Whats the difference between split peas and lentils?
Thats the question I was asked at dinner last week. We were eating homemade curried split pea and butternut squash soup with friends, and all heads turned to me for the answer.
For a moment, I wasnt sure.
Dried beans, peas and lentils are so similar. And once theyre split, peas and lentils look a lot alike.
Its true that theyre closely related, as theyre all legumes. Nutritionally, legumes have a lot in common.
All of them are ridiculously rich in soluble fiber, making them effective edible moderators of blood cholesterol and sugar. Theyre high in protein, iron, folate and magnesium and theyre low in saturated fat.
But they are different, too.
Split peas are made from fresh, round peas that are dried first, then peeled and split along a natural crevice. They come in two main varieties and colors yellow and green.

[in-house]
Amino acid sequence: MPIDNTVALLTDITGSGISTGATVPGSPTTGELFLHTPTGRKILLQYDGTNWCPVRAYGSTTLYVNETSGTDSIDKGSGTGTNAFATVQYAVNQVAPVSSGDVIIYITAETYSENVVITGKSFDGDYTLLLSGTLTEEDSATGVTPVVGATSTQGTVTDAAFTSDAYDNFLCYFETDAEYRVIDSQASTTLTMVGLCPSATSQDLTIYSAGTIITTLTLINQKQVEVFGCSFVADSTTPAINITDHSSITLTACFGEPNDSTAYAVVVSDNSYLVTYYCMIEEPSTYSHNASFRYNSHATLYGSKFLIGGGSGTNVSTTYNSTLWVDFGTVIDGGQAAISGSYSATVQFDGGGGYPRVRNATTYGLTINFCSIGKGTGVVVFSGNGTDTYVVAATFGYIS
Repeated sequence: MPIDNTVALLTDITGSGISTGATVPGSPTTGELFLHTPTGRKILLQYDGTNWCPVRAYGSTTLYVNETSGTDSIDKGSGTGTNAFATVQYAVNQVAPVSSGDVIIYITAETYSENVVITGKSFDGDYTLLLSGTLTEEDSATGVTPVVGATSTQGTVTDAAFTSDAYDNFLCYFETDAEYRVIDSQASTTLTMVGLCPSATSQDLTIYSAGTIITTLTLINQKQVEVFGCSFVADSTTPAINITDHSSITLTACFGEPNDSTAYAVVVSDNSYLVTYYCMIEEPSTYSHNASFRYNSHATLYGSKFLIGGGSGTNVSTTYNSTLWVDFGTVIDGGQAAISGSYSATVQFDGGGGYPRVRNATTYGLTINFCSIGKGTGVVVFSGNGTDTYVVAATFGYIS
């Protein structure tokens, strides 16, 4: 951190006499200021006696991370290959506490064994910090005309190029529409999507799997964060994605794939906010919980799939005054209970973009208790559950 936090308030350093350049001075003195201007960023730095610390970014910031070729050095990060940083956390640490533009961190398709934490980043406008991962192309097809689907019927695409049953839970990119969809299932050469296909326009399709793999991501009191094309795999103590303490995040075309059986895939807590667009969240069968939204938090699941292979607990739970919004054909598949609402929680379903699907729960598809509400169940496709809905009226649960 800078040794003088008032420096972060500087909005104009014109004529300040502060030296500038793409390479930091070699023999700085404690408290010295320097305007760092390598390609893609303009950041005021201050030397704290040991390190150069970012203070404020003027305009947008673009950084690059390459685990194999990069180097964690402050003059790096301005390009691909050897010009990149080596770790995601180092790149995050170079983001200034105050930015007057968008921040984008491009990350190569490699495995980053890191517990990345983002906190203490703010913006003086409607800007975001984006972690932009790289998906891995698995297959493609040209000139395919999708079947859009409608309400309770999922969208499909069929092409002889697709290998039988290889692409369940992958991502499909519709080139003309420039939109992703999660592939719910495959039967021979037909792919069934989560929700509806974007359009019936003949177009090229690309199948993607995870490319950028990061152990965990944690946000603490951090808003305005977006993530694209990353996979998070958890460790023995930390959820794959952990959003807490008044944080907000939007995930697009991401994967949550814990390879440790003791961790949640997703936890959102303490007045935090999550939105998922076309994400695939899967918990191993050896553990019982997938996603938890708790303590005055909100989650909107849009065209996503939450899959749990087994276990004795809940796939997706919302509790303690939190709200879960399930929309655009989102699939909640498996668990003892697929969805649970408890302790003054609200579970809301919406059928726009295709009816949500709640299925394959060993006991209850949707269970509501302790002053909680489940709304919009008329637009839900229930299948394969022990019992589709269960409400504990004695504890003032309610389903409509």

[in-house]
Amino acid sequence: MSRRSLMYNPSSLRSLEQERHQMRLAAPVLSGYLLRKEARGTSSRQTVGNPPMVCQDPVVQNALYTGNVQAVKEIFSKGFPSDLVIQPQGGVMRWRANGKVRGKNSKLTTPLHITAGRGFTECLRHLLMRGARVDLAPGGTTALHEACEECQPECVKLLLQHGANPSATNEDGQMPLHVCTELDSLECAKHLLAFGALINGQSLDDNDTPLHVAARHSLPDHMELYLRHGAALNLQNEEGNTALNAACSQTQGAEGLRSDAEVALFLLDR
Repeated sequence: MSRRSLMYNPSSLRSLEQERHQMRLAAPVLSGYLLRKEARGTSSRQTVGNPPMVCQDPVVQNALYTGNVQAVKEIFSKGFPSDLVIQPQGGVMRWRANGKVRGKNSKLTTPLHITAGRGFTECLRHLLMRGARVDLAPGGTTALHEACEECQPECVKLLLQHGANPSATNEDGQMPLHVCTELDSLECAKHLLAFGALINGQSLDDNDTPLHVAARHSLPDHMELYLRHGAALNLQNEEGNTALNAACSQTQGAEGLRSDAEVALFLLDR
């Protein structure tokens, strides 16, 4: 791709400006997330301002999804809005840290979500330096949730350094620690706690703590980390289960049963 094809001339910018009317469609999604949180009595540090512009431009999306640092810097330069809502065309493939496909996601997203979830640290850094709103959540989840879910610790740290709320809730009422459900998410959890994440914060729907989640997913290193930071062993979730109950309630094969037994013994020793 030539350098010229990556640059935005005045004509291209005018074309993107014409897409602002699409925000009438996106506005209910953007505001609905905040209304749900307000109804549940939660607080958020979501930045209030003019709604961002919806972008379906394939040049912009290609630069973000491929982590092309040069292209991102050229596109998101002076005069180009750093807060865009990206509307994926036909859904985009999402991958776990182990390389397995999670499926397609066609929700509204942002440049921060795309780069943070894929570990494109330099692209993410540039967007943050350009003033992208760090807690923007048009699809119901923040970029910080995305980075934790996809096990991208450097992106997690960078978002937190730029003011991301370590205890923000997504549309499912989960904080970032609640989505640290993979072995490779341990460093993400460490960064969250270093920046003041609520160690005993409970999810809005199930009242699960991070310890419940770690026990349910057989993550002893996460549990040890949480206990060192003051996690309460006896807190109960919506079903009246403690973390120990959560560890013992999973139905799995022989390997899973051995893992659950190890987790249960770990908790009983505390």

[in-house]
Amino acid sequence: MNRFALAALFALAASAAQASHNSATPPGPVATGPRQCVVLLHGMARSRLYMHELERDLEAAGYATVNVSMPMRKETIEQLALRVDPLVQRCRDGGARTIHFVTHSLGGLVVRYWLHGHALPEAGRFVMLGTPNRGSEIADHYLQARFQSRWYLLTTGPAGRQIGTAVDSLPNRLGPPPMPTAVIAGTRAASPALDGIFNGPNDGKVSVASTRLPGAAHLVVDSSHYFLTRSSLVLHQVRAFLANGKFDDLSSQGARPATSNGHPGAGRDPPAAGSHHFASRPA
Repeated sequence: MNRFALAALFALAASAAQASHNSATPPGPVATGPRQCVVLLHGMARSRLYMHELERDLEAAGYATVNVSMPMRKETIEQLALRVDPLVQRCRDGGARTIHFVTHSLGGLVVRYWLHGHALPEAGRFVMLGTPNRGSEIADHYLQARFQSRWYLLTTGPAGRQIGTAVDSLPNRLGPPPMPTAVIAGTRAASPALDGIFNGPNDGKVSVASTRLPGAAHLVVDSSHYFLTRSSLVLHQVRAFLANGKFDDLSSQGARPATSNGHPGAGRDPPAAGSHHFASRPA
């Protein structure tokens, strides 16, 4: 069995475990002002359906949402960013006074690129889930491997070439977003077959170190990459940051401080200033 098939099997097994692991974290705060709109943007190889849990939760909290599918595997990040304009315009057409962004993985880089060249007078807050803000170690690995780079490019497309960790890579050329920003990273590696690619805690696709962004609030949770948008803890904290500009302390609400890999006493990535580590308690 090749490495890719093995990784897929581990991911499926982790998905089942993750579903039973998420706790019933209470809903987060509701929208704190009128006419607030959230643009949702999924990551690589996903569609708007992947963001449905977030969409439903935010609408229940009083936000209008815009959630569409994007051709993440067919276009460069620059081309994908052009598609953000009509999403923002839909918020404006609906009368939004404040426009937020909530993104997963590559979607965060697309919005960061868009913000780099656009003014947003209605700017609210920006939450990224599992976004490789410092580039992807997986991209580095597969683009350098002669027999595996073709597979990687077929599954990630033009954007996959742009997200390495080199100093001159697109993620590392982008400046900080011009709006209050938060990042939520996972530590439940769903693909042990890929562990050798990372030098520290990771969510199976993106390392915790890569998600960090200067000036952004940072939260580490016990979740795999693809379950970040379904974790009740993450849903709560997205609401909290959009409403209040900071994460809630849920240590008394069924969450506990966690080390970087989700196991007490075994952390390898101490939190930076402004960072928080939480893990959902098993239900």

Theyre used all over the world to make split pea soup and dahl, a thick stew served with rice or bread. Split peas have more surface area than whole peas, so they cook more quickly and break down into a thick, savory paste.
In contrast to split peas, lentils are small and disk-shaped. They come in several colors black, brown, red, yellow and speckled and different sizes, too.
Like split peas, they can be used to make soups and dahl, and if theyre not overcooked, they hold their shape and work well in salads and pilaf, too.
Dried beans come in lots of varieties as well and are oval in shape. Theyre generally bigger than lentils and dried peas and take considerably more time to prepare.
Thats why canned, precooked beans are so popular. Theyre ready to eat without the need for lengthy soaking and cooking times.
Like dried peas and lentils, dried beans also work well in soups and stews. Theyre good mashed or pureed and made into dips, eaten cold in salads or as fillings in hot foods such as burritos and casseroles.
When you consider how many different dried peas, beans and lentils are available and the variety of ways you can use them, its easy to imagine eating them every day.
And, why not?
Suzanne Havala Hobbs is a registered dietitian and clinical associate professor in the departments of Health Policy and Management and Nutrition in the UNC Gillings School of Global Public Health. Send questions and comments to email@example.com.